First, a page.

Papal name

A papal name or pontificial name is the regnal name taken by a pope. Both the head of the Catholic Church, usually known as the Pope, and the Pope of the Coptic Orthodox Church of Alexandria (Coptic Pope) choose papal names. As of 2013, Pope Francis is the Catholic Pope, and Tawadros II or Theodoros II is the Coptic Pope. This article discusses and lists the names of Catholic Popes; another article has a list of Coptic Orthodox Popes of Alexandria.

While popes in the early centuries retained their birth names after their accession to the papacy, later on popes began to adopt a new name upon their accession. This first started in the sixth century and became customary in the 10th century. Since 1555, every pope has taken a papal name.

The pontificial name is given in Latin by virtue of the Pope's status as Bishop of the Holy See of Rome. The Pope is also given an Italian name by virtue of his Vatican citizenship. However, it is customary when referring to popes to translate the regnal name into all local languages. Thus, for example, Papa Franciscus (Latin, the official language of the Holy See), is Papa Francesco in Italian (the language of the Vatican), Papa Francisco in his native Spanish, and Pope Francis in English.

Tafel paepste
Popes buried in St. Peter's

Title and honorifics

Catholic

The official style of the Catholic Pope in English is His Holiness Pope [papal name]. Holy Father is another honorific often used for popes.

The full title, rarely used, of the Catholic Pope in English is: His Holiness [papal name], Bishop of Rome, Vicar of Jesus Christ, Successor of the Prince of the Apostles, Supreme Pontiff of the Universal Church, Primate of Italy, Archbishop and Metropolitan of the Roman Province, Sovereign of the Vatican City State, Servant of the servants of God.

Coptic

The official title of the leader of the Coptic Orthodox Church of Alexandria is Pope of Alexandria and Patriarch of all Africa on the Holy See of St. Mark the Apostle. The Successor of St. Mark the Evangelist, Holy Apostle and Martyr, on the Holy Apostolic Throne of the Great City of Alexandria.

He is considered to be

  • Father of Fathers.
  • Shepherd of Shepherds.
  • Hierarch of all Hierarchs

Honorary titles attributed to the Hierarch of the Alexandrine Throne are

  • The Pillar and Defender of the Holy, Catholic, Apostolic Church and of the Orthodox Faith.
  • The Dean of the Great Catechetical School of Theology of Alexandria.
  • The Ecumenical (Universal) Judge (Arbitrator) of the Holy Apostolic and Catholic (Universal) Church.
  • The Thirteenth among the Holy Apostles.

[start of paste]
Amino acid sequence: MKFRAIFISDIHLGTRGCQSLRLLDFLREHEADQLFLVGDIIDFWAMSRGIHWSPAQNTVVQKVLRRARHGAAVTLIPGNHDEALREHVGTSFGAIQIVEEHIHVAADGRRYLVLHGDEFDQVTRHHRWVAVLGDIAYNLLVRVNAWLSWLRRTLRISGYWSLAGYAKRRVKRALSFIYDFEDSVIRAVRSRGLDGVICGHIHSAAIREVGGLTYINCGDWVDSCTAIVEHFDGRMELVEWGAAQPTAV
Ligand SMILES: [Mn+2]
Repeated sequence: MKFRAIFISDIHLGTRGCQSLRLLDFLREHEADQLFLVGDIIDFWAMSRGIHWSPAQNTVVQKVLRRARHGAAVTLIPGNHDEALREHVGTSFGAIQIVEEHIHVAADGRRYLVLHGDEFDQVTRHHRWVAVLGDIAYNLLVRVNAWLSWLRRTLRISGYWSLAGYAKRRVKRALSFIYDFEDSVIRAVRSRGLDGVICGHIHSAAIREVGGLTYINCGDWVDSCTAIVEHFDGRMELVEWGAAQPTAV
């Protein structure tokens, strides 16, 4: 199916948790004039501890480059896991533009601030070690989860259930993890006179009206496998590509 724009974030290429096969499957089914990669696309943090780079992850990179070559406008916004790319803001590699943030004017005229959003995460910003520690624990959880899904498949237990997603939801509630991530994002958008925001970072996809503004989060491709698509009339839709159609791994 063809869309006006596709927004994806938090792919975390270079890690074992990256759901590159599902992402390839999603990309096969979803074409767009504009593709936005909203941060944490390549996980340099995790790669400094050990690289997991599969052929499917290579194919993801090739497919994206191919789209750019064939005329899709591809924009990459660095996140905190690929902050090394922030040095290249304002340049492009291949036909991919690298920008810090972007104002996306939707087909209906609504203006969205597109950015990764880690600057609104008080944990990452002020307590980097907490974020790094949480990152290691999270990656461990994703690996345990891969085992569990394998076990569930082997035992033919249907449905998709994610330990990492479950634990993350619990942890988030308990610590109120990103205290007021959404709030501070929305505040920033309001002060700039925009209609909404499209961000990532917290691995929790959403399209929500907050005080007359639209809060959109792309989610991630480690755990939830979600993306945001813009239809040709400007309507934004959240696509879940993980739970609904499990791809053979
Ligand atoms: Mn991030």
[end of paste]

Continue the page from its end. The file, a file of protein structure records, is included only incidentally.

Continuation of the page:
History

During the first centuries of the church, the bishops of Rome continued to use their baptismal names after their elections. The custom of choosing a new name began in AD 533: Mercurius deemed it inappropriate for a pope to be named after the pagan Roman god Mercury, and adopted the name John II in honor of his predecessor John I, who was venerated as a martyr. In the 10th century clerics from beyond the Alps, especially Germany and France, acceded to the papacy and replaced their foreign-sounding names with more traditional ones.

The last pope to use his baptismal name was Marcellus II in 1555, a choice that was even then quite exceptional. Names are freely chosen by popes, and not based on any system. Names of immediate or distant predecessors, mentors, saints, or even family members—as was the case with John XXIII—have been adopted.

In 1978 Cardinal Albino Luciani became the first pope to take a double name, John Paul I, to honour his two immediate predecessors, John XXIII and Paul VI; he had been elevated to bishop by John XXIII, then to Patriarch of Venice and the College of Cardinals by Paul VI. John Paul I was also the first pope in almost 1,100 years since Lando in 913 to adopt a papal name that had not previously been used. After John Paul I's sudden death a month later, Cardinal Karol Józef Wojtyła was elected and, wishing to continue his predecessor's work, became the second Pope to take a double name as John Paul II. In 2013, a new name was introduced into the lineage: on being elected Pope, Cardinal Jorge Mario Bergoglio selected the name Francis to emphasize the spirit of poverty and peace embodied by Saint Francis of Assisi.[1]

Symbolism

Often the new pontiff's choice of name upon being elected to the papacy is seen as a signal to the world of whom the new pope will emulate, what policies he will seek to enact, or even the length of his reign. Such was the case with Benedict XVI – it was speculated that he chose the name because he wished to emulate Benedict XV, and to also call attention to the fact that at 7.5 years, Benedict XV's reign was relatively short. Benedict XVI's own reign, which ended with his resignation on 28 February 2013, also lasted less than 8 years (he was already 78 when elected).